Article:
Famous Dead People

At the recent Continuum 7, Melbourne’s Speculative Fiction and Pop Culture Convention, I attended a panel called “Goodbye Sarah Jane”. It was a tribute to actress Elisabeth Sladen and the character of Sarah Jane Smith, which she played in Doctor Who and The Sarah Jane Adventures. Ms Sladen passed away recently and her death has had quite an impact on Doctor Who fans across the globe. And it got me thinking…

Celebrity deaths are an odd thing to deal with for fans. If a writer, musician or actor whose work you admire, dies — how do you cope? How do you express your grief? And what level of grief is appropriate, given that you didn’t actually know the person? It can be really weird.

I remember when Princess Diana died. I was shocked when I heard the news and I remember feeling saddened. But to other people it was a much bigger deal. News reports were full of people crying in the streets. There was a huge outpouring of genuine grief from people who had only ever known her from afar.

Earlier this year, the death of author Diana Wynne Jones affected a lot of readers. The Twitterverse and Blogosphere were flooded with tributes and expressions of grief. But there was also a sense of comfort derived from that fact that her memory would live on through her books.

The thing is, that authors, actors, musicians and other creative people often touch the lives of those they never meet. The characters they create can seem like friends, the stories they weave can affect our lives, and the emotions they bring forth in their admirers can be very real. So, when a person who has influenced our lives, even without ever meeting us, dies… it is not at all surprising or inappropriate to feel grief.

I have only ever shed a tear for two such ‘celebrities’. The first time was in 1990 when I heard that Jim Henson had died. Through his storytelling and amazing puppet creations he had been an important part of my formative years — first through childhood with Sesame Street and the Muppets, then through my teenage years with the mind-blowing films The Dark Crystal and Labyrinth. I found it impossible to watch the television special The Muppets Celebrate Jim Henson, without crying. One scene sticks with me to this day and still brings a tear to my eye — the Muppets all standing around and looking down, acknowledging their puppeteers and noting that one of them is missing.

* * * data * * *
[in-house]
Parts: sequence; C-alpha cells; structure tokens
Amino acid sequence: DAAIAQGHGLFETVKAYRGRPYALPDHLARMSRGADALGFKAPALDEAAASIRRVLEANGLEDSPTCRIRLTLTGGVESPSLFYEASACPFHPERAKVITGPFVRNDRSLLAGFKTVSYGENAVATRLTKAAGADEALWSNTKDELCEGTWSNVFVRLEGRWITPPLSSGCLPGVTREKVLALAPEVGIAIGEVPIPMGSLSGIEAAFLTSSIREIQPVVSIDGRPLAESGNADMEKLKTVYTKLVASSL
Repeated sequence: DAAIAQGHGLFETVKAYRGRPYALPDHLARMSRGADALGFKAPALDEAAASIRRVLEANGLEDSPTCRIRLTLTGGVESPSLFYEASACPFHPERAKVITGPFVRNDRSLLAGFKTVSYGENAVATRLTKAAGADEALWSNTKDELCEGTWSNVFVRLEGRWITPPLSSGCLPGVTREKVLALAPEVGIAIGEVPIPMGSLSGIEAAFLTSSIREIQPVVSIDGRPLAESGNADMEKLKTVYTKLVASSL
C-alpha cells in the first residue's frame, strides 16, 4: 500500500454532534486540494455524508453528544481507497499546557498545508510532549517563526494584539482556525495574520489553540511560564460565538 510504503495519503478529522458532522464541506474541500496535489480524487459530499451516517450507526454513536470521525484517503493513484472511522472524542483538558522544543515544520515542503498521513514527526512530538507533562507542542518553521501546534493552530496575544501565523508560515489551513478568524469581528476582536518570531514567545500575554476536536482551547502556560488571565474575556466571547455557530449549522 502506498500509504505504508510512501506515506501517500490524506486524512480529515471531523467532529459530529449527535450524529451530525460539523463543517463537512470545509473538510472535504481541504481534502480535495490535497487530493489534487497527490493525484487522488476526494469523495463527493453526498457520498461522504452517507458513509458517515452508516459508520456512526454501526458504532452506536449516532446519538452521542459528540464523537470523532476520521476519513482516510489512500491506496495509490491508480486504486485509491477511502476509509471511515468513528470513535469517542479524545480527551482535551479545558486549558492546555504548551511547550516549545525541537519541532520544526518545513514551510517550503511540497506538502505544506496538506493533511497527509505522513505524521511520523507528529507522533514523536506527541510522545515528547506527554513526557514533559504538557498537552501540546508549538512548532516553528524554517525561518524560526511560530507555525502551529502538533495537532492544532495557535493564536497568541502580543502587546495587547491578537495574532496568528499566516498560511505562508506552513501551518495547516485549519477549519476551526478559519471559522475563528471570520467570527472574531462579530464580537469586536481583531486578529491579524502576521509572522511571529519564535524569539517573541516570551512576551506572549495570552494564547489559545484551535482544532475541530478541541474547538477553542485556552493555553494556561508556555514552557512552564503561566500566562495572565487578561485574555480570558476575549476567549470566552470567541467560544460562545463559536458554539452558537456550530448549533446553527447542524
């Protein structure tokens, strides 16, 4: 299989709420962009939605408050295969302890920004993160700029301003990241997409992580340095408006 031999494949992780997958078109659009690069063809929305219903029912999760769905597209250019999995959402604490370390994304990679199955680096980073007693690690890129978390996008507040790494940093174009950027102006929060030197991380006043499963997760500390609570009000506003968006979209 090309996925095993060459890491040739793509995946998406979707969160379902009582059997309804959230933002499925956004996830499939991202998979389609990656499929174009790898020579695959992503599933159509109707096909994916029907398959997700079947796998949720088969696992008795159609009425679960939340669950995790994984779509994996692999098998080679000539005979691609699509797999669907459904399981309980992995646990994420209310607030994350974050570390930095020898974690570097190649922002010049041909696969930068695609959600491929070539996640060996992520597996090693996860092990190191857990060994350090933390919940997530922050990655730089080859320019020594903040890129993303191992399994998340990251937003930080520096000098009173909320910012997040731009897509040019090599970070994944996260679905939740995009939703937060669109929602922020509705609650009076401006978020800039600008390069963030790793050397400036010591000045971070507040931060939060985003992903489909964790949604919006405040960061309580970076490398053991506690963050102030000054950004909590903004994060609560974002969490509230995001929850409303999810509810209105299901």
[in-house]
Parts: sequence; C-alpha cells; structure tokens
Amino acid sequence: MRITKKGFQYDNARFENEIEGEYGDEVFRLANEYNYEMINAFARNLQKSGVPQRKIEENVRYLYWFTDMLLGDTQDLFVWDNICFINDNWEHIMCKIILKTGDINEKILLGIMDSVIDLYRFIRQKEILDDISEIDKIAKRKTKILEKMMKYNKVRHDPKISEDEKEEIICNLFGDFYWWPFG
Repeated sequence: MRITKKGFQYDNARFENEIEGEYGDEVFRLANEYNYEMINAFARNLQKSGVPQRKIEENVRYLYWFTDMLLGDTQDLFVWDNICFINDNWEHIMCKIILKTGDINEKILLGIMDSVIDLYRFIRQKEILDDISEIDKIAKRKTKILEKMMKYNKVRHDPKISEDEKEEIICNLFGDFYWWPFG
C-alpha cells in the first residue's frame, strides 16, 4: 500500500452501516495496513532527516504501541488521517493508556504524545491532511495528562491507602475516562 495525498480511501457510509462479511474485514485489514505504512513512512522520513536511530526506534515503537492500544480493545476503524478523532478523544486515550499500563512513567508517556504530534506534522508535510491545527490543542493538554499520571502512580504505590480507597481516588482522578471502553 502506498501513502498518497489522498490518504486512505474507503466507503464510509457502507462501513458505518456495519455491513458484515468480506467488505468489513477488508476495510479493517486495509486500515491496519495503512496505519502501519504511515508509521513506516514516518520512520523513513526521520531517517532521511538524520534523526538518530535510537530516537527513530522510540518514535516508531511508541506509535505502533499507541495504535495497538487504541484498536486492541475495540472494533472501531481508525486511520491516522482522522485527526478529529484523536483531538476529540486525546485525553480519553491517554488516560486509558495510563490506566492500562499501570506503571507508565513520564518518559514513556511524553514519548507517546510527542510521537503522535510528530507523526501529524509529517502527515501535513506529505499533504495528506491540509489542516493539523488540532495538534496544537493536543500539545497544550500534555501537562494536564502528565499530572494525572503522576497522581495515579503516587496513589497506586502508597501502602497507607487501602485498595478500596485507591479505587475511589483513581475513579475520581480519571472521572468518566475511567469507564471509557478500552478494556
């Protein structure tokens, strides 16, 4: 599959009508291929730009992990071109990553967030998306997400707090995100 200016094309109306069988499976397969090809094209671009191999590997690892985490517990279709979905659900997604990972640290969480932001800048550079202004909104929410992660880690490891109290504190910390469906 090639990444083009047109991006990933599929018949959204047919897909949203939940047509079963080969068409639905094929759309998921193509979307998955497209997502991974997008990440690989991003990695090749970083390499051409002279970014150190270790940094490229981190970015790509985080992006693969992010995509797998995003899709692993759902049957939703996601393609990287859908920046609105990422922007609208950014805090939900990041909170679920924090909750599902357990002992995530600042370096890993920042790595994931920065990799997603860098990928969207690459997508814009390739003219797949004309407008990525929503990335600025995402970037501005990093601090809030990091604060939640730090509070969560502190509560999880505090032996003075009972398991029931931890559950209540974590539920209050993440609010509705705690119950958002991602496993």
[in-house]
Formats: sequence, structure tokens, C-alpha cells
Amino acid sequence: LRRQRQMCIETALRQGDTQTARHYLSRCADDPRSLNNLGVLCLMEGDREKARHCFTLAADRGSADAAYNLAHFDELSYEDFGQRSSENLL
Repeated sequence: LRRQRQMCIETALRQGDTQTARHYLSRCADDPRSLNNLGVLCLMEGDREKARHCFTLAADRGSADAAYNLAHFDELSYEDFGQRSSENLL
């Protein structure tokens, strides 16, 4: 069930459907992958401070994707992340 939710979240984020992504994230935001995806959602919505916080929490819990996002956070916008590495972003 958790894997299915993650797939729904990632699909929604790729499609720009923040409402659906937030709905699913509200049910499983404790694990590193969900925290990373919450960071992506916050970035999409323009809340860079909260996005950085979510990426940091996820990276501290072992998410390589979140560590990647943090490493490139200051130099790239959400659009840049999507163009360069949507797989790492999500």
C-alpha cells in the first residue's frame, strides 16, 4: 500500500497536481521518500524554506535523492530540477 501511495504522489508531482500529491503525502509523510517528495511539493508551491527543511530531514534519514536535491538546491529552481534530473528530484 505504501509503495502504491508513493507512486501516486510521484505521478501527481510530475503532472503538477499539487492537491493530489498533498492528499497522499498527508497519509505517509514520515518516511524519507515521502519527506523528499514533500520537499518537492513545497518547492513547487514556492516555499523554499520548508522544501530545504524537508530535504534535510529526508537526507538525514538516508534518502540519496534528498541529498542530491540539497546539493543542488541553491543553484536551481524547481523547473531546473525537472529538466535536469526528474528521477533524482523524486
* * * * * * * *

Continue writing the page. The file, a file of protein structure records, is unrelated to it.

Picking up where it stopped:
The second time was when I discovered that Elisabeth Sladen had passed away. I never knew her and, in fact, had never seen her act in any role other than Sarah Jane Smith. But Sarah Jane was such an important part of my life. She was the Doctor’s companion when I first started watching the series at age ten. She was my first television crush. When she returned to the role in the revived series, over 30 years after she originally took on the part, my jaw dropped. Then in her late fifties, she was still HOT… and I found myself having my little fanboy crush all over again. So when she died earlier this year, I was not all that surprised at feeling genuine grief.

To see how much the character touched the lives of a whole new generation of children with The Sarah Jane Adventures, take a look at these messages left by kids after Elizabeth Sladen’s death.

As with Diana Wynne Jones, Henson and Sladen will live on through their body of work. Of course, there are also books — many books on the works of Jim Henson and many novels featuring the character of Sarah Jane. And there is nothing like a book to cheer me up when I’m feeling sad.

What about you, dear reader? Which writers/actors/musicians/etc have you grieved for? How have they affected your life? Leave a comment!

Catch ya later,  George

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George Ivanoff

LITERARY CLUTTER: Bookish bloggings from the cluttered mind and bookshelf of Melbourne author, George Ivanoff. George is the author of the YOU CHOOSE books, the OTHER WORLDS series, the RFDS Adventures and the GAMERS trilogy.